Not even a seventh wave of COVID could stop hundreds of thousands of people from descending upon la belle province’s capital for this year’s Festival d’été de Québec (FEQ). Billed as Canada’s largest outdoor musical event, it took over Quebec City for 12 days of wildly diverse programming. The final weekend of the fest, which we attended, had a little something for everyone: a rained-out-yet-raucous Freddie Gibbs set, a powerful, yodel-heavy performance by Alanis Morisette, and an hour of power from Sum 41.
But the highlight of FEQ for many was Rage Against the Machine’s seismic headlining set last Saturday, marking the band’s second Canadian show in over a decade. Despite frontman Zack de la Rocha being forced to perform seated from a monitor due to a recent injury, the rap-metal OGs laid waste to the stage, scorching through classics like “Bombtrack” and “Guerilla Radio.” And while the band is famous for licking shots at the U.S. government’s policies, they took a moment to call out Canada, too, for its past and present injustices iagainst Indigenous people.
During a ferocious rendition of “Freedom,” the band highlighted various statistics about the violence suffered by Indigenous communities across the country.
“An Indigenous person in Canada is over 10 times more likely to be shot and killed by a police officer than a white person is,” read a giant screen behind the band as they tore through the song. Just last month, a report found that Indigenous and Black people are significantly overrepresented in incidents involving violence while interacting with Toronto police.
“In Canada, Indigenous women and girls are 16 times more likely to be murdered or to disappear than white women,” the screen behind Rage said at another point.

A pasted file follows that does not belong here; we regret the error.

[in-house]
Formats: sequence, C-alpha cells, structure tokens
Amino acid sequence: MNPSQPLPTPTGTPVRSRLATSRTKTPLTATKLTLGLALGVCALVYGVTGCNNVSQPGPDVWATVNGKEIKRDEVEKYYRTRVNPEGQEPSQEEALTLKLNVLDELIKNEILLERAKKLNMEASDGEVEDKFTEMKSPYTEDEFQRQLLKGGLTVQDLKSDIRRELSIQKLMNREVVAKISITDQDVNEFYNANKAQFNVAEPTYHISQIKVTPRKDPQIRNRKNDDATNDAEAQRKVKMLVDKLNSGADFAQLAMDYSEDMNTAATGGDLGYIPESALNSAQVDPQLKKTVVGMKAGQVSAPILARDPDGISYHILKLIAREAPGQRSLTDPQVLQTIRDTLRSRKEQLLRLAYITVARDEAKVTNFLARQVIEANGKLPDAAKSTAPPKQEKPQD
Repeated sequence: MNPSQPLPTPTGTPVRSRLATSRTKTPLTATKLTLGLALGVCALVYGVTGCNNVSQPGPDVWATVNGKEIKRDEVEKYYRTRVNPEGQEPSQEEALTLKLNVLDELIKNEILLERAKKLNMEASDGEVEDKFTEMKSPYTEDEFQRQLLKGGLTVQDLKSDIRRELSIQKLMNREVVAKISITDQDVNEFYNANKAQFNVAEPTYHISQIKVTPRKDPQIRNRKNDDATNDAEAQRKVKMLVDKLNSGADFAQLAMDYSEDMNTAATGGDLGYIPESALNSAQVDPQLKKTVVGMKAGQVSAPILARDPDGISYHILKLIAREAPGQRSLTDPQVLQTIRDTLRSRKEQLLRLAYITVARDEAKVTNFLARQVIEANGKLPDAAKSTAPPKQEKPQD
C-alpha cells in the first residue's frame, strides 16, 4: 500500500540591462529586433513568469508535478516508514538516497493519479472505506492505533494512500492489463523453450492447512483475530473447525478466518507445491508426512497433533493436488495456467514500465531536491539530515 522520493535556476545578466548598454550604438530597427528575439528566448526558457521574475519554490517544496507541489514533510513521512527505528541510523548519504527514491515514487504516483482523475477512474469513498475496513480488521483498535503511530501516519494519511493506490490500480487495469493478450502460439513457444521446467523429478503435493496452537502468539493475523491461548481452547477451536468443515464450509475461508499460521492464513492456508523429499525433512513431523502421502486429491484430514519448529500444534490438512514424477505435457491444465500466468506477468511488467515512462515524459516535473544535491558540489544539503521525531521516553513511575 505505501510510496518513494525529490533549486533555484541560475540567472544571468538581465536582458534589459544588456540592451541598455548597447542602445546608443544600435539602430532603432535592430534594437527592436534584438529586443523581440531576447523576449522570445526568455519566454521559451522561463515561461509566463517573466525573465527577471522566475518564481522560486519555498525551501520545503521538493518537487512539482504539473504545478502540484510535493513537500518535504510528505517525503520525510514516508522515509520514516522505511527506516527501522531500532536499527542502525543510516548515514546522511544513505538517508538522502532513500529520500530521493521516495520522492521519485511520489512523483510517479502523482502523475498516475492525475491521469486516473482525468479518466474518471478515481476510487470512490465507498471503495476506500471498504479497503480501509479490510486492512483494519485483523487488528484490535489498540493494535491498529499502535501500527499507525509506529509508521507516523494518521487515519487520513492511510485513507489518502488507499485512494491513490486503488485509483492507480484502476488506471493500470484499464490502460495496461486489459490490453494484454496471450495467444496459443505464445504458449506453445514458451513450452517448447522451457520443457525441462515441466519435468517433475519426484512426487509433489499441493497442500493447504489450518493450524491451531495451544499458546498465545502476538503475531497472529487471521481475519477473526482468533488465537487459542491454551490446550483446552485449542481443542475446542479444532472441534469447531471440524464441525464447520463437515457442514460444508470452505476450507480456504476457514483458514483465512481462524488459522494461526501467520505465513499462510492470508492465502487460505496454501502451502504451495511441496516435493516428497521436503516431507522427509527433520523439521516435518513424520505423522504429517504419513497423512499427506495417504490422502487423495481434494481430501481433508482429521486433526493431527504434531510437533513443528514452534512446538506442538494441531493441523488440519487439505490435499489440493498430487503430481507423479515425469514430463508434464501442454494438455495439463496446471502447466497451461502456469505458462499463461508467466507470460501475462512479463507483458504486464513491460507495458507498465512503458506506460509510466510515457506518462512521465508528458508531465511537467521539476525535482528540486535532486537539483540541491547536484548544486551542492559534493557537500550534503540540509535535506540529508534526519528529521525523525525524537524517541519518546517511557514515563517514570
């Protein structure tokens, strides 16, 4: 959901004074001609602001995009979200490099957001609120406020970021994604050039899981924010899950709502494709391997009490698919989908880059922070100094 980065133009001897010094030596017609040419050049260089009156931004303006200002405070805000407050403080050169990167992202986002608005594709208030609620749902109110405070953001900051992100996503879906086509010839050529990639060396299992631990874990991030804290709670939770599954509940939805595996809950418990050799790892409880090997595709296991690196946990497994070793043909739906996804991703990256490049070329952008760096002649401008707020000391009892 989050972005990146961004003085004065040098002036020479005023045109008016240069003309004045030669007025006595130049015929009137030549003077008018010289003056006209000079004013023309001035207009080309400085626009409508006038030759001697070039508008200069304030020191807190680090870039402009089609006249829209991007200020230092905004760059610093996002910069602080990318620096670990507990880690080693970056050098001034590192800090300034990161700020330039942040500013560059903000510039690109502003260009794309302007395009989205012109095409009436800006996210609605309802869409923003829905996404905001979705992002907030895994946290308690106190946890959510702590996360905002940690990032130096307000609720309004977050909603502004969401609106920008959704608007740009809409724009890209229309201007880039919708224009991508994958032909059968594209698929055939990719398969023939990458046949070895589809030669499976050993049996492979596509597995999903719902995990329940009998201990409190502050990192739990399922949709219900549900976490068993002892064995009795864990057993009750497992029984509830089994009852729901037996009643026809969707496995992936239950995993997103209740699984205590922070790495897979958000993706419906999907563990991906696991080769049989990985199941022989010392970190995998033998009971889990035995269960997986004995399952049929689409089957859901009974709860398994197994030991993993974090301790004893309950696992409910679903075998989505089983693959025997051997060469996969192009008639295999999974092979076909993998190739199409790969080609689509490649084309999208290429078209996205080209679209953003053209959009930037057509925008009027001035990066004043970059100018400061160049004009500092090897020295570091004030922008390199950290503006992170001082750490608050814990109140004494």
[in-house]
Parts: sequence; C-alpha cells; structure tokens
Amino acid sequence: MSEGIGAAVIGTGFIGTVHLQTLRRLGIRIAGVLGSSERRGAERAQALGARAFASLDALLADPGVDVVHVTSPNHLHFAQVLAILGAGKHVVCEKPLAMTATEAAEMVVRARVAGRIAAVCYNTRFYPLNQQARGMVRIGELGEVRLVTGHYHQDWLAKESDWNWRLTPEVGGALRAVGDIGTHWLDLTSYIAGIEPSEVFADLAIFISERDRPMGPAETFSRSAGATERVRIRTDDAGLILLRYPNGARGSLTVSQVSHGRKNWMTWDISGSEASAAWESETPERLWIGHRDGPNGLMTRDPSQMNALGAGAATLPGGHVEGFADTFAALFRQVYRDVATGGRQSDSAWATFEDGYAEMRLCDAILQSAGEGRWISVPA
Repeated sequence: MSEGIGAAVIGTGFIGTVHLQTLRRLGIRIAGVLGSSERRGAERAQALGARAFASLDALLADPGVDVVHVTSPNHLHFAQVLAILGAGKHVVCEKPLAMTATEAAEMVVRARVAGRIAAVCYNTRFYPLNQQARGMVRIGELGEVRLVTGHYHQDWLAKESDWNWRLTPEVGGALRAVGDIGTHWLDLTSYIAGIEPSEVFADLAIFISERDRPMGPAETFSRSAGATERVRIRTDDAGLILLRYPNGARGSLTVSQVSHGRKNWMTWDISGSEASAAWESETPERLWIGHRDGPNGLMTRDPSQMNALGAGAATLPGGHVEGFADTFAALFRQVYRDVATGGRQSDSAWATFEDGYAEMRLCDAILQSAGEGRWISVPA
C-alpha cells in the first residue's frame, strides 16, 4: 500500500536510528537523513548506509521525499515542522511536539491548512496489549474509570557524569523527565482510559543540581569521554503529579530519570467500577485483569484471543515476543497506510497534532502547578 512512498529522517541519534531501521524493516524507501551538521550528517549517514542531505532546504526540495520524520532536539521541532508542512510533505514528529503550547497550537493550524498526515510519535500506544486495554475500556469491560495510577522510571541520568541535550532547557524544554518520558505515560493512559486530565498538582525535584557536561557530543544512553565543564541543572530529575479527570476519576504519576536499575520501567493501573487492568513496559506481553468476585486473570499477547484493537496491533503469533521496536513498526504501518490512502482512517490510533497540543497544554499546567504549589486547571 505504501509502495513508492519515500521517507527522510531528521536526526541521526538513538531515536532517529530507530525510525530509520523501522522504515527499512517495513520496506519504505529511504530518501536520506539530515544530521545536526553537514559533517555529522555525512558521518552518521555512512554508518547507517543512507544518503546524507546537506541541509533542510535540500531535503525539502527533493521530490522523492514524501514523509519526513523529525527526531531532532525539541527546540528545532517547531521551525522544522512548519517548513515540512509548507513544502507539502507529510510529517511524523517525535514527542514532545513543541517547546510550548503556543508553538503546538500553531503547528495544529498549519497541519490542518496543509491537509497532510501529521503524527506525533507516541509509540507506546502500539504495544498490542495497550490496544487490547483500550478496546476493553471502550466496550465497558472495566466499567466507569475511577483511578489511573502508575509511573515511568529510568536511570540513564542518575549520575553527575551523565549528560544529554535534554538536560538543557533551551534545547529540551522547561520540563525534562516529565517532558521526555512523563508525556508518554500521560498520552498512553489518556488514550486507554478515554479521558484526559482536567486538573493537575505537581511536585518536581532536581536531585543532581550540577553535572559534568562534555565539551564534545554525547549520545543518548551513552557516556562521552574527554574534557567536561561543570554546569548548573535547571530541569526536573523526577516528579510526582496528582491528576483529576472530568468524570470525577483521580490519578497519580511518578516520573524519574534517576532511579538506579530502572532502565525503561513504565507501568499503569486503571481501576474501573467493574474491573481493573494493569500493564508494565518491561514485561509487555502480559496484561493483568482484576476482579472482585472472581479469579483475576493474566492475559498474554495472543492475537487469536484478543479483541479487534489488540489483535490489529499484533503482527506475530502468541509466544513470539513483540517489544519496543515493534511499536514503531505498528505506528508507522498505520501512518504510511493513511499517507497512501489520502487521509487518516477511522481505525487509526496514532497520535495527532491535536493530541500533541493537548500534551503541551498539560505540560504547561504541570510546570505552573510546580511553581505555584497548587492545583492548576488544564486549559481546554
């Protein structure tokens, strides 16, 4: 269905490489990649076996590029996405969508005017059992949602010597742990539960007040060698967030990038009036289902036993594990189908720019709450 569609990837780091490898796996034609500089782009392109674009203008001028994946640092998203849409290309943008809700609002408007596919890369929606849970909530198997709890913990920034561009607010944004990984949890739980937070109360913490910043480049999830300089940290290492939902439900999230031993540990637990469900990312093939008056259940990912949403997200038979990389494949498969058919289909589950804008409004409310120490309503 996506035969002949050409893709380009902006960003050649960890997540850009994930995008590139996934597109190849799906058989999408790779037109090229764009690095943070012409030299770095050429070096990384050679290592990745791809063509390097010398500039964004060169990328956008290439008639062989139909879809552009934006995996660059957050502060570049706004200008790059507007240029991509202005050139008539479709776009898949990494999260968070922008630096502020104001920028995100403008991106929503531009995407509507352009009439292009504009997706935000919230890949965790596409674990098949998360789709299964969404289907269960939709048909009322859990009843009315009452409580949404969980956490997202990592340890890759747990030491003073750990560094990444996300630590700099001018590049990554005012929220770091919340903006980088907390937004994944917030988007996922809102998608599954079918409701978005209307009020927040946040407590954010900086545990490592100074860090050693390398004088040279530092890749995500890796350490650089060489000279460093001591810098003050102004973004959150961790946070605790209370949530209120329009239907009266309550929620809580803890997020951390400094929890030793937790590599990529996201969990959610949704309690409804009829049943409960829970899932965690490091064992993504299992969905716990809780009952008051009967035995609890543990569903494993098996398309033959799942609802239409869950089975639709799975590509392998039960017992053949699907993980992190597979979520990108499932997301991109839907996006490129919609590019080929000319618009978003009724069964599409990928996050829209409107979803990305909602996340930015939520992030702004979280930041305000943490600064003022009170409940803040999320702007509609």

For years, advocates have been criticizing the Canadian government for its inaction over the violence against Indigenous women in the country. A 2019 report stemming from a national inquiry concluded that the thousands of Indigenous women and girls who were murdered or went missing in recent decades are victims of a “Canadian genocide.”
Just to drive Rage’s points home further, the screen also flashed the statements “Settler-colonialism is murder” and “Land Back.”
At another point in the show, during the breakdown to “Township Rebellion,” de la Rocha spent some time sounding off on bigoted forces attempting to “turn back the clock” on civil rights, mentioning the U.S. Supreme Court’s recent decision to overturn Roe v. Wade.
“The class of the wealthiest people on earth are getting behind some of the most vicious and hateful people on earth,” said the frontman. “And those people are attempting to rob so many of us of our rights, and mostly our sisters who are fighting to retain the rights to have control over their bodies. If we don’t stop them now, they’re going to try to roll over and turn back the clock to a time when segregation was legal. When discrimination was legal. When there were no rights for workers, no rights for children, no rights for the hungry. And the only way we can beat them is through solidarity with everybody around the world—us and y’all together.”
Rage are currently on their long-awaited Public Service Announcement Tour with Run the Jewels, which continues in Hamilton tonight and Toronto later this week. The tour doesn’t hit Canada’s West Coast until next year, but that hasn’t stopped people in VanCity from being inspired by the politically outspoken four-piece. Last month, a Vancouver radio station played Rage’s 1992 hit “Killing in the Name” on repeat for countless hours after the dismissal of two DJs.